Despite the democratic corruption of our institutions, America could never be a functional democracy. We are too large and too diverse, very few citizens possess the means and ability to engage in politics as a full-time pursuit, and almost all citizens retain business interests outside of the political sphere. A republic is the ideal means of allowing American citizens to be both private citizens and public servants, supporting ourselves and our nation at the same time, and live without fear of the whiplash and mob rule of democratic government.
A classical education, with its strong foundation in the Western tradition, creates well-informed citizens that understand and respect the distinction between a democracy and a republic.
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Academic Exhibition 2022 (Left: The Kindergarten class tells the story of the pilgrims and the first Thanksgiving. Right: The First Grade class presents the stories of key figures in America’s early history including Abigail Adams, George Washington, Betsy Ross, and Pocahontas.)
Music, Mimēsis, and the Divine Frenzy
How music educates the complete soul—mind, body, and spirit
By Dr. Evan Campbell, K–12 Music Teacher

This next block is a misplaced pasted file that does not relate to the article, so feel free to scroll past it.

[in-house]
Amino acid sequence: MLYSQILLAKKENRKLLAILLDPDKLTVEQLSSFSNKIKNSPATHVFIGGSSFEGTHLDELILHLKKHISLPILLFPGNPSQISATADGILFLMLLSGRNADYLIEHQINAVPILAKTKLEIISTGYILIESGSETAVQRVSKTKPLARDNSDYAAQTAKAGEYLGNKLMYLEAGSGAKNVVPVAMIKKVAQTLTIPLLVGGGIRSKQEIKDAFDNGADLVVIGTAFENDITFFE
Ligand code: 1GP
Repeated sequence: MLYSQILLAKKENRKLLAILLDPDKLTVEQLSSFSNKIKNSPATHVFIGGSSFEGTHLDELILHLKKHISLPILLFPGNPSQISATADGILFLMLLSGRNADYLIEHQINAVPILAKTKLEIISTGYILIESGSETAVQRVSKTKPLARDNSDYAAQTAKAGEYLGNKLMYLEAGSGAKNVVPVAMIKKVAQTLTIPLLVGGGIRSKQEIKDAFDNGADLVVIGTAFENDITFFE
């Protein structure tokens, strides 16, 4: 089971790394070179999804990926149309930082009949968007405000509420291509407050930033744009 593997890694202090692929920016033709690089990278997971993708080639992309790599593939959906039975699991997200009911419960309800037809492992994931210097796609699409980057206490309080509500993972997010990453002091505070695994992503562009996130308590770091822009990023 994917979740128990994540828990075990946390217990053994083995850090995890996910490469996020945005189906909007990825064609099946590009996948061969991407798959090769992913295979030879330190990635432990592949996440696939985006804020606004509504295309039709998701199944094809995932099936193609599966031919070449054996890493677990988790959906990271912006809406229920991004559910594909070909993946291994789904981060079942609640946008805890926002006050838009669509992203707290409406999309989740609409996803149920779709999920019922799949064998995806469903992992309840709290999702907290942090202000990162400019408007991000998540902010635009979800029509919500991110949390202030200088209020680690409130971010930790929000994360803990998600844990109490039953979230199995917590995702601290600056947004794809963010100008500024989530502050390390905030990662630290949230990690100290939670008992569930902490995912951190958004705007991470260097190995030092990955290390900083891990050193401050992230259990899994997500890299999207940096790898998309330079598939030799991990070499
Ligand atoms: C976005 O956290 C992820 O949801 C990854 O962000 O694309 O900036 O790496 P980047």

Each time we choose a descriptive playlist, such as “Relaxing Piano Music,” we acknowledge music’s extraordinary ability to evoke emotional states. Plato recognized this ability, which he called mimēsis, as early as the 5th century BC. In his Republic, he argues that musical mimēsis can be used to instill virtue in children by evoking wellbalanced emotions. Since virtue provides a robust foundation for all other types of learning, Plato concludes that music must be incorporated into the curriculum from the earliest stages.
Plato’s positive view of music education stems from his theory of the three-part soul, divided into the mind (reason), the spirit (character), and the body (desire). A good education teaches students to balance these three parts,